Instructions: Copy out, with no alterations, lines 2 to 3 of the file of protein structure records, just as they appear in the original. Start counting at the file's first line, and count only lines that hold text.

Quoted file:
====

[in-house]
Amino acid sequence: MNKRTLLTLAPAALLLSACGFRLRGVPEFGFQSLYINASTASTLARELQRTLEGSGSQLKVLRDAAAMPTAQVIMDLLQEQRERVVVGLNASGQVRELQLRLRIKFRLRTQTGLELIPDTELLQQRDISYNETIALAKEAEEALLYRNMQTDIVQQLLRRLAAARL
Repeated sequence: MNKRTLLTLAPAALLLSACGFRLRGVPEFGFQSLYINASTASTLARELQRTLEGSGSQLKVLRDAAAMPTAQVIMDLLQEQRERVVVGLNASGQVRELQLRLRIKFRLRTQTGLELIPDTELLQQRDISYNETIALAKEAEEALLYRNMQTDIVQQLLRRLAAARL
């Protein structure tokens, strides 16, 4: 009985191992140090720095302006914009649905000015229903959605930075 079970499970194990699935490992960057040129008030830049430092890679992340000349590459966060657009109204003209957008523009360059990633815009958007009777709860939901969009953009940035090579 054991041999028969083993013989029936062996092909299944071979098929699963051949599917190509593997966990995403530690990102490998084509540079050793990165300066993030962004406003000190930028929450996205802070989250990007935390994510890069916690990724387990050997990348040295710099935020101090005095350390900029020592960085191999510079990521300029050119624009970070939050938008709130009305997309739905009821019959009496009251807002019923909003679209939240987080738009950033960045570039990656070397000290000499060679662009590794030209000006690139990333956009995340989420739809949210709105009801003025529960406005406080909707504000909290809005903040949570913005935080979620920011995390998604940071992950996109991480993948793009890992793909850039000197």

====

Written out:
Amino acid sequence: MNKRTLLTLAPAALLLSACGFRLRGVPEFGFQSLYINASTASTLARELQRTLEGSGSQLKVLRDAAAMPTAQVIMDLLQEQRERVVVGLNASGQVRELQLRLRIKFRLRTQTGLELIPDTELLQQRDISYNETIALAKEAEEALLYRNMQTDIVQQLLRRLAAARL
Repeated sequence: MNKRTLLTLAPAALLLSACGFRLRGVPEFGFQSLYINASTASTLARELQRTLEGSGSQLKVLRDAAAMPTAQVIMDLLQEQRERVVVGLNASGQVRELQLRLRIKFRLRTQTGLELIPDTELLQQRDISYNETIALAKEAEEALLYRNMQTDIVQQLLRRLAAARL